The Mechanical Control Of Tissue Regeneration and Polarity Re-establishment


Supervising PI

Yanlan Mao (website)

Project Description

Objectives

Investigating the role of mechanical forces in tissue regeneration and polarity re-establishment.

Methodology

We will utilize novel techniques in Drosophila wing disc culture to live-image the regeneration process. We can monitor the cell division, cell shape and cytoskeletal changes by imaging actin (LifeAct-GFP), myosin (Sqh-GFP), adhesion molecules (e.g. E-cadherin-GFP), and changes in polarity complexes (e.g. Lgl-GFP, Scrib-GFP, Baz-mCherry). We will use state-of-the-art laser ablation and microscopy techniques to measure the changes in tension properties of the tissue. We have recently developed a unique tissue stretcher that can be used to culture the disc ex vivo whilst under compression or stretch. This will allow us to answer whether applying an external controlled force can alter the regeneration process and localization of polarity complexes. The aim is to complement experiments by developing a computational model of tissue regeneration. We will use an existing vertex model that our lab has developed, and also collaborate with Nate Goehring to develop new models of mechanical control of polarity establishment. Data from the experimental measurements will be used to parameterize the model, and predictions generated by the model can be tested in vivo – a constant 2-way interplay.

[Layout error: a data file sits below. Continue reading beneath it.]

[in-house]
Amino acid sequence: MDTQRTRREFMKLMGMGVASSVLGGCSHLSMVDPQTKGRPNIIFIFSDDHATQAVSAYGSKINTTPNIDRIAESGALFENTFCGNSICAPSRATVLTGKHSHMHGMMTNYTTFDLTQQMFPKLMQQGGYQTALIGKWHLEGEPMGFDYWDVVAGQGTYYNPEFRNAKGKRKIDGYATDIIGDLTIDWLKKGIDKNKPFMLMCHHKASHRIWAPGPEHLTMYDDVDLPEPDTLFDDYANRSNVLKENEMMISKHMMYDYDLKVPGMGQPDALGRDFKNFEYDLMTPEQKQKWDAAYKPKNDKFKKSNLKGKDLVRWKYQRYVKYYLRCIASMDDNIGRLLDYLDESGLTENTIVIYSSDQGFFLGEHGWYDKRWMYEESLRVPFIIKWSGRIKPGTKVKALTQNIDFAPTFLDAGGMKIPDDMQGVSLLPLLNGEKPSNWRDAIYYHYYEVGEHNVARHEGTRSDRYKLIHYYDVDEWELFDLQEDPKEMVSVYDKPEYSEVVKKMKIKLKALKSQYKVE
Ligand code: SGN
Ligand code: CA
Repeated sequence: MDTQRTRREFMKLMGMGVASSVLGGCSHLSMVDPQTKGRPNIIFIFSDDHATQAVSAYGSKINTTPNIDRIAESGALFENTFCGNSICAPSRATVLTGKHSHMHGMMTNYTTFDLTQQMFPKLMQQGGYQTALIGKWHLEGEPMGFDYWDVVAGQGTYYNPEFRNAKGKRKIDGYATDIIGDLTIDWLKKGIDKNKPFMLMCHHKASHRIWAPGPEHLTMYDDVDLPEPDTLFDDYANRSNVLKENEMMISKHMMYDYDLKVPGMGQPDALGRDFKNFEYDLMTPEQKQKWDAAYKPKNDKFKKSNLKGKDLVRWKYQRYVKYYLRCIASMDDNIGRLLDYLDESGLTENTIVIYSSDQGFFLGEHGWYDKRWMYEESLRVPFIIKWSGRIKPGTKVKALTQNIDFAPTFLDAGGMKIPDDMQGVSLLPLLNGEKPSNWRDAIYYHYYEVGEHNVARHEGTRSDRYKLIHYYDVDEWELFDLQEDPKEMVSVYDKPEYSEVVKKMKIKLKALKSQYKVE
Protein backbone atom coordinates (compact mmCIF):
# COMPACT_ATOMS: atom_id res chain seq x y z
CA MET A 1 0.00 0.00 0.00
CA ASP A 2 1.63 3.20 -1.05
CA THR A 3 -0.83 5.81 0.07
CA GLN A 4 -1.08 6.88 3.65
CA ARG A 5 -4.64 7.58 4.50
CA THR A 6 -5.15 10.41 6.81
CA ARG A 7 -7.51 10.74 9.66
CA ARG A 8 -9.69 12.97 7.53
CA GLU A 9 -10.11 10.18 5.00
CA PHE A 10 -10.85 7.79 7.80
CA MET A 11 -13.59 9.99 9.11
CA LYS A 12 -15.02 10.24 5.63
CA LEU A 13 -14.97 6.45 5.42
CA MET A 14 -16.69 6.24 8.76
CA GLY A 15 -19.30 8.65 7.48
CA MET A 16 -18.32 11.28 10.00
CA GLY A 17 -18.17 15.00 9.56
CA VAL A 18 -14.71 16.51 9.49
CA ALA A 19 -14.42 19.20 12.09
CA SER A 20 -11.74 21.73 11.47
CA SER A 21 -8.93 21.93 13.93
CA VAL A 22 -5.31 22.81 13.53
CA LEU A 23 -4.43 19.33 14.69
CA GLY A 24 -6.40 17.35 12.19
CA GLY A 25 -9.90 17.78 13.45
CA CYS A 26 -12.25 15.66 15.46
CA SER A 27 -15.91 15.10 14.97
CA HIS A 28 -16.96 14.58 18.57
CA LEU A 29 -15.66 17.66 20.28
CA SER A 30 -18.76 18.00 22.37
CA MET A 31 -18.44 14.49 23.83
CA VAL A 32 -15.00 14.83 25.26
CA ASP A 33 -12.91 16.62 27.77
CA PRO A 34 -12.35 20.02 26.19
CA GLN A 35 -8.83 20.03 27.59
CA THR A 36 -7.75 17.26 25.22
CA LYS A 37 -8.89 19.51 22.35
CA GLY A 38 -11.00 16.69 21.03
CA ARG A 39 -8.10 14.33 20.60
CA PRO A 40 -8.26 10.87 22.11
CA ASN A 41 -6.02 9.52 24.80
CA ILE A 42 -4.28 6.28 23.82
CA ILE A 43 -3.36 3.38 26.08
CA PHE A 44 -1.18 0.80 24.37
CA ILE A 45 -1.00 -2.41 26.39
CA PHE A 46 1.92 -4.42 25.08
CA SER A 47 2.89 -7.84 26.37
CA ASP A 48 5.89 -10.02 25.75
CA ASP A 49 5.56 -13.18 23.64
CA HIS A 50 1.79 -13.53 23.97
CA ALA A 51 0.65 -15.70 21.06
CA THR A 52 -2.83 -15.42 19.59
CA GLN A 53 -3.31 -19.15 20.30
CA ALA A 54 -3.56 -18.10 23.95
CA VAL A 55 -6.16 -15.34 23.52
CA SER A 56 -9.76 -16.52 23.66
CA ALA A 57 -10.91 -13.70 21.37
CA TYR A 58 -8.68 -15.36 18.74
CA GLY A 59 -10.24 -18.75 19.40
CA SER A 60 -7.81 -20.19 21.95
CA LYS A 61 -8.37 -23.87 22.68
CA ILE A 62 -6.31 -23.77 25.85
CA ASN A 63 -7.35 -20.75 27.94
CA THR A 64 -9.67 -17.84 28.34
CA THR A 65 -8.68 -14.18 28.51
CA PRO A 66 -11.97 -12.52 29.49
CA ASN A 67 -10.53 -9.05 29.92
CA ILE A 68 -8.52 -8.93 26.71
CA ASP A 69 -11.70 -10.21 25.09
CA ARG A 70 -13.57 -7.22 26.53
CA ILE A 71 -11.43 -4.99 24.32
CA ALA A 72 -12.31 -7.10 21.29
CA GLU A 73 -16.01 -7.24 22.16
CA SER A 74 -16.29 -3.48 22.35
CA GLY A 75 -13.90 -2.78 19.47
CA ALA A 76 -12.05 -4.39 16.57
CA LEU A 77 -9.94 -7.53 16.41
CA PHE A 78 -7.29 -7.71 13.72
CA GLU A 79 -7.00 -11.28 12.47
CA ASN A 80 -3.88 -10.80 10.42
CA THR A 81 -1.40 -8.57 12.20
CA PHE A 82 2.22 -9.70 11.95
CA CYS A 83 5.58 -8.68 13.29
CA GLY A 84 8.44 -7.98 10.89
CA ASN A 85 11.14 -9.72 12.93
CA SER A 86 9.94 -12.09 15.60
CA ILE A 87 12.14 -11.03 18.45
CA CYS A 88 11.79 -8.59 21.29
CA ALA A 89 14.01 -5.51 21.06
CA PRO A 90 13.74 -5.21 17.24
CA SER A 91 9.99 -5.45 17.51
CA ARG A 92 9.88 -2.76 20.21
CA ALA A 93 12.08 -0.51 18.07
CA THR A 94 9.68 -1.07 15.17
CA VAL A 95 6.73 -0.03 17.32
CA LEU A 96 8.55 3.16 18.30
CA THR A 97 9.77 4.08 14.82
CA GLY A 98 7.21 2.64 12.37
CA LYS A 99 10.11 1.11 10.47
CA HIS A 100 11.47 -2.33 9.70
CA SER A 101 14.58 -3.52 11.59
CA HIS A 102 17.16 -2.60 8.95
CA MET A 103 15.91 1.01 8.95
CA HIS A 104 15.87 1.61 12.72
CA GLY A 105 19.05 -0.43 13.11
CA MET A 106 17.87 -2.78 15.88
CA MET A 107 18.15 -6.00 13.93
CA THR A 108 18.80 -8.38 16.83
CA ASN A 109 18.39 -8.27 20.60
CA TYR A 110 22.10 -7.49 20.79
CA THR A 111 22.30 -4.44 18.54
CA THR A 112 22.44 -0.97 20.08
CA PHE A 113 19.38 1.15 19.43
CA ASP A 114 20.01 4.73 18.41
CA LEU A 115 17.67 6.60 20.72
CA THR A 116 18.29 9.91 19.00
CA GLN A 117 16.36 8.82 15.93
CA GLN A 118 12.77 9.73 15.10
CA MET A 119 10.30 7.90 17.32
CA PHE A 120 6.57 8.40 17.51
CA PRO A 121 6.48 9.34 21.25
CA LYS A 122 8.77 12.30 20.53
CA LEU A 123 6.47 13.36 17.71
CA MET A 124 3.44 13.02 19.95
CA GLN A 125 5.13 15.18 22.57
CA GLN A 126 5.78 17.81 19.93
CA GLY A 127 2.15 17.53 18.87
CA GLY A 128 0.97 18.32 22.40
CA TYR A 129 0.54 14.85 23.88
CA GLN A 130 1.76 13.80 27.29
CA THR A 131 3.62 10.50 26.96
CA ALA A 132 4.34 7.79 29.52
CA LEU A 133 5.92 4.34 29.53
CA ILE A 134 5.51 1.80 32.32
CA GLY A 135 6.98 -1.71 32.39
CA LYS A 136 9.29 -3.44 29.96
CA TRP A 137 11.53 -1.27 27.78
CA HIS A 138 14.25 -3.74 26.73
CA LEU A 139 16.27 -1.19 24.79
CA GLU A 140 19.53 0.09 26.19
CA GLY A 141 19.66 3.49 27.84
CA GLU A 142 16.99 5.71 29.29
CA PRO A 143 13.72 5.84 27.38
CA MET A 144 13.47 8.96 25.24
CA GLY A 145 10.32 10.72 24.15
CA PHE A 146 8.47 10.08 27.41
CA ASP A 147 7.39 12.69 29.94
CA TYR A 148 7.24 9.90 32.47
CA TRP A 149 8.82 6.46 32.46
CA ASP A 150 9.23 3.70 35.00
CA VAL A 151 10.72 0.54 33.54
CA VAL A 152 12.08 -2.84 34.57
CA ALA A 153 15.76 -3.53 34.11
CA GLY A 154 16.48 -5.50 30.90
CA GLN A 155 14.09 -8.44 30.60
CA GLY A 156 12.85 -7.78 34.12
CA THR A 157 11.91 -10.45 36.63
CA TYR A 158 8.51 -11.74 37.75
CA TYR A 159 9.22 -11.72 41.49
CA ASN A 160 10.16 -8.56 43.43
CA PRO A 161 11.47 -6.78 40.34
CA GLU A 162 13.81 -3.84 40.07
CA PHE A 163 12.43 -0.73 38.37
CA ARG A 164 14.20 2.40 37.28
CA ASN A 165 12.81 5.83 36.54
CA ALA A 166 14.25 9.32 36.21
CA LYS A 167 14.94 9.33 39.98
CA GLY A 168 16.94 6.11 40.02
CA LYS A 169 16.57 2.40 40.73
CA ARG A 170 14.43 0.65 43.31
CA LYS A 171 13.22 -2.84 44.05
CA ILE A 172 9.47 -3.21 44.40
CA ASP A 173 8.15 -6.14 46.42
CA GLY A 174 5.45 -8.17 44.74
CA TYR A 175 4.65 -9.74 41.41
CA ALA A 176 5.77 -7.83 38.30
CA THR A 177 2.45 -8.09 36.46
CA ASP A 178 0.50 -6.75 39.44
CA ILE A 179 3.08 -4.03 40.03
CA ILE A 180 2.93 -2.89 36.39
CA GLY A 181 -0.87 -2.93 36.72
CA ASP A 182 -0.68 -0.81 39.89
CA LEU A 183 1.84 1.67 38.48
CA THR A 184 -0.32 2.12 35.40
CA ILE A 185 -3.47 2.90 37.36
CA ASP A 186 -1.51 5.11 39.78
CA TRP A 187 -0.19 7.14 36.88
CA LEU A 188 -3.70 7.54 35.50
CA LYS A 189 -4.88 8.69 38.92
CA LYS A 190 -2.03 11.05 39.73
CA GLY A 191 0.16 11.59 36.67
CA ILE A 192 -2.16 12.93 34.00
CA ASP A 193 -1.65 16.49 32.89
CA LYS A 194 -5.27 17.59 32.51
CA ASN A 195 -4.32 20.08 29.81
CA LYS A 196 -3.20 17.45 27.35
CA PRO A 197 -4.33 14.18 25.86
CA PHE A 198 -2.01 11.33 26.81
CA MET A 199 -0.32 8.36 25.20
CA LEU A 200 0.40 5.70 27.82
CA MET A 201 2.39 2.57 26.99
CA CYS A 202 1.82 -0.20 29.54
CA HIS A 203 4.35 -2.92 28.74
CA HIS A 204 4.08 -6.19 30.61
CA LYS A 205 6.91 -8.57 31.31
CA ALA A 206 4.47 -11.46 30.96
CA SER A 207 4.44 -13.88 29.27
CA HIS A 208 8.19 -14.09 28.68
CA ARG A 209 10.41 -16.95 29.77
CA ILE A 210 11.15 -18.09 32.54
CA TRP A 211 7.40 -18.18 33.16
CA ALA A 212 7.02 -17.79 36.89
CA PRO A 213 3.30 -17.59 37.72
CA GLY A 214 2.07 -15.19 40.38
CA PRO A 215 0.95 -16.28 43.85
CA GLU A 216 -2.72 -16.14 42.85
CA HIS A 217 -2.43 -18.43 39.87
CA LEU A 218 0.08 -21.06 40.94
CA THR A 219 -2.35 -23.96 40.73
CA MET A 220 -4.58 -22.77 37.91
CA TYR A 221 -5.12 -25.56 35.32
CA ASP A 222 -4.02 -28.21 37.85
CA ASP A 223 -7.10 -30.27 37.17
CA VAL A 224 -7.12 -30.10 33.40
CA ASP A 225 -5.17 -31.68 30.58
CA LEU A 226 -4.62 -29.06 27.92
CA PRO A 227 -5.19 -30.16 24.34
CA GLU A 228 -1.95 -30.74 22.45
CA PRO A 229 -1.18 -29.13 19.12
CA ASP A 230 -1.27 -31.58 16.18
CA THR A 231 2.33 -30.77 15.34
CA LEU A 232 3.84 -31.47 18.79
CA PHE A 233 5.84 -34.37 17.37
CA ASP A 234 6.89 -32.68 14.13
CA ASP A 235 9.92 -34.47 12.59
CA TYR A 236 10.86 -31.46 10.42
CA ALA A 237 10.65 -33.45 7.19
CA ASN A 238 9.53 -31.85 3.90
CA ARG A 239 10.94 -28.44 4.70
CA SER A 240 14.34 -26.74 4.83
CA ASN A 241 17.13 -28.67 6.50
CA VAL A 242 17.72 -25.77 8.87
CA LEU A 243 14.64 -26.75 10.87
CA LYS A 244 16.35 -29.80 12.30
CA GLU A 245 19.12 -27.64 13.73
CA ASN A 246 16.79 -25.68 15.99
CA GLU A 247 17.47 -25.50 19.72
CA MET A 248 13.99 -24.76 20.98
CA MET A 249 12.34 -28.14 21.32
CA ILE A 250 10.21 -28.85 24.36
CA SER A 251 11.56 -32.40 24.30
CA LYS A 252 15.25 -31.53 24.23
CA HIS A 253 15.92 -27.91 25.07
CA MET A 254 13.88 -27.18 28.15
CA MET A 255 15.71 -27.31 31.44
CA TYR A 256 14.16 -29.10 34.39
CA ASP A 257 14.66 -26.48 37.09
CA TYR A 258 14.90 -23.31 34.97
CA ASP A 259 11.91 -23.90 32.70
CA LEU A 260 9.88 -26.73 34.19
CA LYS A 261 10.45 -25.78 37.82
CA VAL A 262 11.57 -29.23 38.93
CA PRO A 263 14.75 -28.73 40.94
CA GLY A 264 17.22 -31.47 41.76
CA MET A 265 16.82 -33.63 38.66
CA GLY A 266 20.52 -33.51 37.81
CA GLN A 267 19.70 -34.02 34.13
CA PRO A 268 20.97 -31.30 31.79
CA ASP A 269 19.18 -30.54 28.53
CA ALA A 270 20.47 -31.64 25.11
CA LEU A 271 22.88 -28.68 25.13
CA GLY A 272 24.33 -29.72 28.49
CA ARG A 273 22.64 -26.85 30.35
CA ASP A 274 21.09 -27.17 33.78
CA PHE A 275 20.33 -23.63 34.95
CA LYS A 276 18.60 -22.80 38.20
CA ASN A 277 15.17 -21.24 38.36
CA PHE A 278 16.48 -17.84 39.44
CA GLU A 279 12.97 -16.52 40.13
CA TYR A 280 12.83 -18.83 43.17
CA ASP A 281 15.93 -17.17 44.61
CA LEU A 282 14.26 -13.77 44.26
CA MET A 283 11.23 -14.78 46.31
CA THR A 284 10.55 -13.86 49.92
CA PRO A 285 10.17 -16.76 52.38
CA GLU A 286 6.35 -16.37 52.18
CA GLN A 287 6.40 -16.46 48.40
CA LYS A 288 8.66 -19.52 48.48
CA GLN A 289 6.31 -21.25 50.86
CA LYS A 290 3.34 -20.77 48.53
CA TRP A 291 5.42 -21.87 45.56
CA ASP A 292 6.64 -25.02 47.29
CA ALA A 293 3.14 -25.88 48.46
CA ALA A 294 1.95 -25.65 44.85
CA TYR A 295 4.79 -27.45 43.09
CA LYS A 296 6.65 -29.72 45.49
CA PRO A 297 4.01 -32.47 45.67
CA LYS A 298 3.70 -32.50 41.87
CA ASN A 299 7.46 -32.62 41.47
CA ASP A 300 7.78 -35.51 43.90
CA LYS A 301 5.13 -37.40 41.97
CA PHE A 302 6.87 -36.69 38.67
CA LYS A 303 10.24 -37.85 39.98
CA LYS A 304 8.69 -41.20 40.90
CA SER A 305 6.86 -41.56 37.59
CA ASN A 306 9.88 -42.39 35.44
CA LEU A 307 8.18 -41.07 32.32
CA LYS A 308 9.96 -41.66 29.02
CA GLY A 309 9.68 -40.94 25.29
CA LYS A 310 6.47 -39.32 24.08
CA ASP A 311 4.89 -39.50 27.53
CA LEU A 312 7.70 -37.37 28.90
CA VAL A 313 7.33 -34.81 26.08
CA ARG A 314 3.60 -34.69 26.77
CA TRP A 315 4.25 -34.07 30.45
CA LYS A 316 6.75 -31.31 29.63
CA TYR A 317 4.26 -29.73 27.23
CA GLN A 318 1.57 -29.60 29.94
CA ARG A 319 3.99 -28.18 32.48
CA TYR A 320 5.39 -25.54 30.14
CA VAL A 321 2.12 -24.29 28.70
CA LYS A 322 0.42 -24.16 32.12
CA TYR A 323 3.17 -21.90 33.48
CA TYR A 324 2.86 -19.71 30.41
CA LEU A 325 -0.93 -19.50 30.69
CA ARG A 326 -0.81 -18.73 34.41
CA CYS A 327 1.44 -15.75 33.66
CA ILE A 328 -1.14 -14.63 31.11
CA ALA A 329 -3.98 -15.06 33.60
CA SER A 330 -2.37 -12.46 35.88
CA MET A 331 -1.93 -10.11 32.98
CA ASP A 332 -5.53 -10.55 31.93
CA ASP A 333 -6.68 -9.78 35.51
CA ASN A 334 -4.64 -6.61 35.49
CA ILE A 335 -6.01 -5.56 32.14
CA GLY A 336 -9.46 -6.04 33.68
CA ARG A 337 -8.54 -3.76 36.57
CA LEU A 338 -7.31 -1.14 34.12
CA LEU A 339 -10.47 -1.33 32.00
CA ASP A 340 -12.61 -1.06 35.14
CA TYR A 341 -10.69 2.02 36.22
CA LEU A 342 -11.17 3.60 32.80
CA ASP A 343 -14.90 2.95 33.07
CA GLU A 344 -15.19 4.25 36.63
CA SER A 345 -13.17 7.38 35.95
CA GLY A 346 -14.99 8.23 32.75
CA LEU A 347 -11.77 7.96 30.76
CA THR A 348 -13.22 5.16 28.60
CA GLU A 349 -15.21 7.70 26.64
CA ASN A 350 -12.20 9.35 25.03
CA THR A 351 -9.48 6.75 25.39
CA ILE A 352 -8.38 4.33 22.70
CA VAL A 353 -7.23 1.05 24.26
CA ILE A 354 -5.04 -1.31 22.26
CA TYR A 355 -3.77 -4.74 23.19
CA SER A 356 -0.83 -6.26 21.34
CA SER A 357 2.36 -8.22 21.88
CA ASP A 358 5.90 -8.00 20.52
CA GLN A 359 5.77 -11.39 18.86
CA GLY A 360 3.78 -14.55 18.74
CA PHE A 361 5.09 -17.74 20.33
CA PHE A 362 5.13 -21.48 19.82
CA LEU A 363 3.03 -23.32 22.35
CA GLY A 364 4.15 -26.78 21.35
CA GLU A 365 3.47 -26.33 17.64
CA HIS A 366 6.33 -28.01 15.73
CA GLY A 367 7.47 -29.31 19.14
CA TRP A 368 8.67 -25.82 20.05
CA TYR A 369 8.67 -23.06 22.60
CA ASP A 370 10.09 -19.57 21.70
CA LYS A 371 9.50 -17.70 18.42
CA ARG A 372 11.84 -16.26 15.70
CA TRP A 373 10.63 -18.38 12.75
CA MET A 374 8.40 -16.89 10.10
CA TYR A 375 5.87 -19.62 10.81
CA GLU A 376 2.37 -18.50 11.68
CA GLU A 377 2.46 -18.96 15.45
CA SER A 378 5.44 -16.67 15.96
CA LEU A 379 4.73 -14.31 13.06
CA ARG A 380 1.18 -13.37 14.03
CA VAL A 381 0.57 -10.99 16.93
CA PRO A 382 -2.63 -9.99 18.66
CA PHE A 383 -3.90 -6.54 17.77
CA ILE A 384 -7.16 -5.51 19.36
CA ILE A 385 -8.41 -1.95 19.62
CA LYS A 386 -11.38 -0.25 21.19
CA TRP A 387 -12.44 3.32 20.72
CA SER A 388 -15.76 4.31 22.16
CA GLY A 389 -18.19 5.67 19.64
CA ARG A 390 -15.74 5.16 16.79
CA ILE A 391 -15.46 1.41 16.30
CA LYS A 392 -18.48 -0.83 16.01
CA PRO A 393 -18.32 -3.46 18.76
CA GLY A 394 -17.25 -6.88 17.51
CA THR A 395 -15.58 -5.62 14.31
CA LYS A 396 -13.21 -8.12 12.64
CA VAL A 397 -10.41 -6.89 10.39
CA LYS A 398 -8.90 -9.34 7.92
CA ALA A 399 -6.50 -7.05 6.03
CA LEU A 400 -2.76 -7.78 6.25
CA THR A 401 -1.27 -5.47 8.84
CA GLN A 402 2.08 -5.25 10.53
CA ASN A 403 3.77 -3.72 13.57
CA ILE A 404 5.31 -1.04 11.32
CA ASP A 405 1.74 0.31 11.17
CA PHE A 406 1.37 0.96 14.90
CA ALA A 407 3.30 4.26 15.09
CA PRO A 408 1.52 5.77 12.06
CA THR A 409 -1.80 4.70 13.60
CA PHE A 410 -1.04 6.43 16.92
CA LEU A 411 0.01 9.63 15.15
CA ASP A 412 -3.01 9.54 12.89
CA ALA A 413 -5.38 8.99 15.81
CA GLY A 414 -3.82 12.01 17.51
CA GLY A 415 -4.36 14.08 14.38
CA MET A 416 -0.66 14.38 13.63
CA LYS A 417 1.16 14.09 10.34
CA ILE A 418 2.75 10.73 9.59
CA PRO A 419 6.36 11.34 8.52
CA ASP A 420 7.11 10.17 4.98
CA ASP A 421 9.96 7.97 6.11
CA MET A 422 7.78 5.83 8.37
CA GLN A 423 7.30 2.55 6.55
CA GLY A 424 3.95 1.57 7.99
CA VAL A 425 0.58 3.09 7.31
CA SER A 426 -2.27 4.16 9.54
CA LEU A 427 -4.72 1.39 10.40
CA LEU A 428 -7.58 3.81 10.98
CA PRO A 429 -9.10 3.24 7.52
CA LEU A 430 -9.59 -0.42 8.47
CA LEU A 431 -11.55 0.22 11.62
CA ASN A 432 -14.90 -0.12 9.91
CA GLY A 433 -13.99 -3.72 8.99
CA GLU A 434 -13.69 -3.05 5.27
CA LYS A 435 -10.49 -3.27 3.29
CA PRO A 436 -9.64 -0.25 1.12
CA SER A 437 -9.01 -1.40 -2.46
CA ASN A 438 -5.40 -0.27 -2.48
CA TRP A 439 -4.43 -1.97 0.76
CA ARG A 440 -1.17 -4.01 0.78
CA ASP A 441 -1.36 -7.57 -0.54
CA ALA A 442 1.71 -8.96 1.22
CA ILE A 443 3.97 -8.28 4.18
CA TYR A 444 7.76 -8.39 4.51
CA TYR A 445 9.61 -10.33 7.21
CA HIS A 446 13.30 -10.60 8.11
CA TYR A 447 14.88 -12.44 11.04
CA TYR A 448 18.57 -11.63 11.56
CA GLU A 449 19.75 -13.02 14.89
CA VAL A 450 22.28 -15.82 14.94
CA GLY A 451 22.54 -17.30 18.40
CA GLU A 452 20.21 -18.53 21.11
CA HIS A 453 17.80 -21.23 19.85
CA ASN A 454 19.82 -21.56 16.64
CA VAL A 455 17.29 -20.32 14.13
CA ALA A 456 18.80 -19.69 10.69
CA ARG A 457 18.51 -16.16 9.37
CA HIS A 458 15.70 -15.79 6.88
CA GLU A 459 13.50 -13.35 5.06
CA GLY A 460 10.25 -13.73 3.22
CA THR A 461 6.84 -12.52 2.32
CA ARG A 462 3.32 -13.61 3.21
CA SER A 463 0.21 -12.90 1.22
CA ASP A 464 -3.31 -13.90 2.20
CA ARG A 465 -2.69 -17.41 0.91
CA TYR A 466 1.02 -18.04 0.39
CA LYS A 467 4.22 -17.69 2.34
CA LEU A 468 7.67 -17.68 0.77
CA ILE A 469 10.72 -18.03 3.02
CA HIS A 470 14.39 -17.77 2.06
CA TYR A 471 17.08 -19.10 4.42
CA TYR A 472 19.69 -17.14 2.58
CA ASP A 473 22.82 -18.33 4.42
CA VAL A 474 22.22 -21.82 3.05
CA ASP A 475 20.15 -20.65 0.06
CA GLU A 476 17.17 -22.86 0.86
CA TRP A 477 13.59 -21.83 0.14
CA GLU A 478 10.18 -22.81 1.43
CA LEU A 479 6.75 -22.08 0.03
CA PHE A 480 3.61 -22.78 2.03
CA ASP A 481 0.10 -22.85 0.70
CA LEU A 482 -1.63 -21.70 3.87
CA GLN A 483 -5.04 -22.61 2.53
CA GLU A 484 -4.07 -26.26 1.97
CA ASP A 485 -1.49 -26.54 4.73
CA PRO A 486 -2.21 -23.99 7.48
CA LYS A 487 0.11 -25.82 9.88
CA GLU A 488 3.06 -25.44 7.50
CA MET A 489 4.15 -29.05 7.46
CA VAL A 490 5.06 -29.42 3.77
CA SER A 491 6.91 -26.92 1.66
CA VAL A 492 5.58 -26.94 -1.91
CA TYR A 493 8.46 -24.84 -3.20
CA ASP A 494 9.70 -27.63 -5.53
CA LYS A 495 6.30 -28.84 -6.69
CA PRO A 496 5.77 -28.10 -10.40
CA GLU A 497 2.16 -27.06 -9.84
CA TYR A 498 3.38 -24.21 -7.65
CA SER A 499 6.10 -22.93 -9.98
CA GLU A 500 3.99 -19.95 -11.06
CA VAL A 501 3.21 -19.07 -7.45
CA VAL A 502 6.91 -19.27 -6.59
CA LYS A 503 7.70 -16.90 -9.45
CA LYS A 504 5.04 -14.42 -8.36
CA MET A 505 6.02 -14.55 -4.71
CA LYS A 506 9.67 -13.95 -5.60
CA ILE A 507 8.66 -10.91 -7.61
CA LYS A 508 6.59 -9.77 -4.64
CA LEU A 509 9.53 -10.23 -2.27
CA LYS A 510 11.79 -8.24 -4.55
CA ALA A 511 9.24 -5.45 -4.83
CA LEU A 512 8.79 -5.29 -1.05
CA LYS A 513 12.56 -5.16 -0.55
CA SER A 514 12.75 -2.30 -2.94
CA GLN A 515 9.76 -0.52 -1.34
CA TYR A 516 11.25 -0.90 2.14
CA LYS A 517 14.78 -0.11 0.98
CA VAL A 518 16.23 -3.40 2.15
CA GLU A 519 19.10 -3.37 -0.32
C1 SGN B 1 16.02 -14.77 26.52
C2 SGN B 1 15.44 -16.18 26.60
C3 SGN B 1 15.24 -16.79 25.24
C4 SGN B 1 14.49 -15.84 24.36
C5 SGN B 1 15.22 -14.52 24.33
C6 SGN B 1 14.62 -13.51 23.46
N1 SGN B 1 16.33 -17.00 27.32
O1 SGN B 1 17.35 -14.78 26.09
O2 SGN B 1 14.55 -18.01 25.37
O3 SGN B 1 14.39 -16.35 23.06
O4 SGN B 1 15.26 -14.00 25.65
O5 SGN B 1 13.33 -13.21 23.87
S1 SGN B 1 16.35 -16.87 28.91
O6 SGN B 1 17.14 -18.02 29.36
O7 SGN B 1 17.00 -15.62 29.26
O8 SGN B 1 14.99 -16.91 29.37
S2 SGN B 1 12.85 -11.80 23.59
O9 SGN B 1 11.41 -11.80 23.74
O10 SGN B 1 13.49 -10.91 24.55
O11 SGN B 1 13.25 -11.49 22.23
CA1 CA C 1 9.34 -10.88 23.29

Collaborators

Bellaïche (B3: CURIE), Goehring (B4: CR-UK), van der Voort (PO4: SVI)

Key publications

  1. Mao Y, Tournier AL, Hoppe A, Kester L, Thompson BJ, Tapon N. Differential proliferation rates generate patterns of mechanical tension that orient tissue growth. EMBO J. 2013 Oct 30;32(21):2790–803.
  2. Mao Y, Tournier AL, Bates PA, Gale JE, Tapon N, Thompson BJ. Planar polarization of the atypical myosin Dachs orients cell divisions in Drosophila. Genes Dev. 2011 Jan 15;25(2):131–6.